"Tertulia #2" (conversations) with Makela - New to tango? Classes and "Tarea" (homework)
Tuesday, December 27, 2018 at Makela Tango Dance Studio in Culver City
Topic: Classes Available and the “Homework”
Steven: Hi Makela, what are some things you have to say to new students who really want to improve?
Makela: This is what I would like to say to students who would really like to become good in Tango fast. There are people who like to take private lessons more than others, I think you are more like that, and if you can take private lessons in addition to group classes that is definitely the best way to go. They are customized and hand picked training for you. Now, if you want to take group lessons I suggest the Absolute Beginners class on Saturdays. That is from 4:30- 5:30, and what we do is we work on one technical aspect each Saturday—it could be the embrace, the walk, musicality… and I try to start with a brand new group of people at the start of the month. It will take at least 4 sessions to finish the most important aspects that I want to cover. After that, I suggest the student repeat this class at least 2-3 times. So, it will be 3 months on Saturdays. But one thing I notice is that if a student comes only once a week, they forget a lot, and they lose inspiration. Sometimes, you just want more. I suggest that people come on Thursdays too. Thursdays at 7:30 is a Tango 1 class so it is a little more challenging, but I take into account those who are just starting. In the Thursday class I add the basic patterns of Tango, including the basic step, the forward crosses, forward ocho, back ocho, etc.
S: Yes, that has been an especially helpful class for me.
M: There is also the class for followers on Tuesday at 7:30pm and its called Heels. It includes how to do embellishments, how to look the best that you can look, and I highly recommend men to take it without heels also. That same day I have a Tango Fitness class that is for everybody, to make your body strong and to avoid injuries. Tango, is very asymmetrical so it is important to make your body flexible and strong to balance out the asymmetry.
S: So to start, the Saturday class and Thursday class and then if you want Tuesday classes.
M: Yes. After the first month you can also go to Monday, All Levels Class at 7:30. My Mondays have a long history because I started doing it around early 2000 at the Electric Lodge. That’s my biggest class, there are people who have been coming to that class for years and years and years. That’s an all levels class, and the third Monday of the month we have a big party, with a theme, like wear black or red…we try to make it fun. So, you can come on Thursdays, Mondays, maybe Tuesday for Fitness and Heels, and then after 3-6 months, if you have been working consistently at least twice a week, you can come to Tango 3 on Wednesdays at 8:30pm.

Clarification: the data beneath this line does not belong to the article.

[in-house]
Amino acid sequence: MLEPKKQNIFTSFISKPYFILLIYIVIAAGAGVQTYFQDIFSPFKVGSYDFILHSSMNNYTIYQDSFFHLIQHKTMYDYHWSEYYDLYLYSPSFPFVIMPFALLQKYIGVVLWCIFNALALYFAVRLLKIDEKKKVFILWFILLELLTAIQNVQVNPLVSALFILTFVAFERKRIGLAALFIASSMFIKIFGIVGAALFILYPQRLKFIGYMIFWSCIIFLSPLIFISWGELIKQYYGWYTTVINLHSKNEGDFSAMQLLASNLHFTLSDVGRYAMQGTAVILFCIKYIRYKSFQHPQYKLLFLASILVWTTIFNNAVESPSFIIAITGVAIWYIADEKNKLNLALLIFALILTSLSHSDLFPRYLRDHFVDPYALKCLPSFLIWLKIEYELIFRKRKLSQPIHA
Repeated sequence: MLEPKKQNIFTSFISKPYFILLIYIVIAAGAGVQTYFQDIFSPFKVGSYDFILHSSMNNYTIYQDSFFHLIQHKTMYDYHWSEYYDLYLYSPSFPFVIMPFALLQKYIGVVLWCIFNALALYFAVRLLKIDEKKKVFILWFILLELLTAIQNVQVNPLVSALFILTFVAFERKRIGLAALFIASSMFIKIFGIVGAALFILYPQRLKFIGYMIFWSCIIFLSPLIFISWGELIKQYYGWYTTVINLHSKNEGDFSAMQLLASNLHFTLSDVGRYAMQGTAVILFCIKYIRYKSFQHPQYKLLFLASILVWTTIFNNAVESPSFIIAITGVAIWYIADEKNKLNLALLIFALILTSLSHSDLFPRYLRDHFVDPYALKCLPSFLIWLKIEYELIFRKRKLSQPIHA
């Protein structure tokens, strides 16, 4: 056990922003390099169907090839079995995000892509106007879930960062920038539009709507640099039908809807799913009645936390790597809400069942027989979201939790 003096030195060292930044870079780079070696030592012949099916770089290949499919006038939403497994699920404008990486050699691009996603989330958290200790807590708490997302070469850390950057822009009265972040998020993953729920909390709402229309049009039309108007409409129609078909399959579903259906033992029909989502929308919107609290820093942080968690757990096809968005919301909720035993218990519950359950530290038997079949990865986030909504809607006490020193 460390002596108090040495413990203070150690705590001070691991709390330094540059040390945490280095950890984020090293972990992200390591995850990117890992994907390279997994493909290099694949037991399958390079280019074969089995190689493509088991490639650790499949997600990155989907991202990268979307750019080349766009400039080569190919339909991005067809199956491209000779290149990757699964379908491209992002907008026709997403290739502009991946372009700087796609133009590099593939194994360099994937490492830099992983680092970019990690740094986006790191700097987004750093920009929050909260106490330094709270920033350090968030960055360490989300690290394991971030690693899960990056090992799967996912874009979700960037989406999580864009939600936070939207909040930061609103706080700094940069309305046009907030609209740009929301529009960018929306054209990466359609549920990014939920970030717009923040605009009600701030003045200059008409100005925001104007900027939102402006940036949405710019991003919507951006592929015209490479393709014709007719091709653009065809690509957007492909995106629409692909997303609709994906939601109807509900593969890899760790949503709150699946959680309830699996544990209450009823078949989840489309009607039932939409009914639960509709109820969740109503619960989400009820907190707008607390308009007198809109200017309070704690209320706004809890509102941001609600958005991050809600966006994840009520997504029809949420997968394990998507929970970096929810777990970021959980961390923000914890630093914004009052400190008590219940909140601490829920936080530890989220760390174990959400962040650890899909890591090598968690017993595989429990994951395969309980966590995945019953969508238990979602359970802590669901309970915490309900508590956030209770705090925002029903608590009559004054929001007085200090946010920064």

S: What is different about Tango 3?
M: Tango 3 is the most advanced class we have and is where we practice things that require much more ability, balance and technique such as whole turns, sacadas and barridas. After Tango 3, if you have mastered that after coming 6 months to classes and practicas then on Sundays at 2pm we also teach Milonga and Vals. And if you aren’t sure what that is you can look at the other blog that talks about Milonga and Vals.
S: What are some things students can do in between classes? What is the “homework”?
M: The important thing is to keep Tango in their minds. One thing you can do is dedicate 10-15 minutes in your morning routine to Tango balance exercises and walking barefoot. First walk barefoot and then in your tango shoes. Some strengthening and balance exercises are good also, going up on the ball of your foot and coming down. Especially for follows but also for leads, we work a lot tensing the back part of our legs so it’s very important to stretch the calves and the hamstrings every time you dance. Another thing you can do is to warm up you shoulders before class, stretch your shoulder blades by putting the blades together and then rounding them. We do a lot with the back and sometimes we pay a lot of attention to the legs and don’t pay enough attention to the shoulder blades. Practice balance on one foot also, both barefoot and in tango shoes. Working barefoot is very useful because you get a very strong connection to the floor. Something else to practice is lifting the ribcage without tensing and/or lifting the shoulders.
S: And is there anything that someone who has never danced Tango can think about before coming to the first class or be prepared with?
M: The blog is a good place to go to explore what calls to you about Tango. Do I want to watch video of dancers? Do I want to learn about the codes and etiquette? Do I want to explore the music? I think this helps people bring a curious mind to the class. Definitely listen to Carlos Disarli, “El Señor del Tango”, in the 1950s he had a lot of instrumental Tangos. They are listed in another blog that you can check out. Also, Juan Darienzo “El Rey de Compas” the “King of the Beat”, Anibal Troilo and Francisco Canaro. But if you had to pick one, pick Carlos Disarli and the song “Bahia Blanca” and just start with that one.
S: What would you say to students with some experience with Tango but new to the studio?
M: It really depends on how much you want to learn about my method. If you really want to learn my method from the beginning it’s good to take the absolute beginner class. And I’m really glad I have the membership because now you can take as many classes as you want.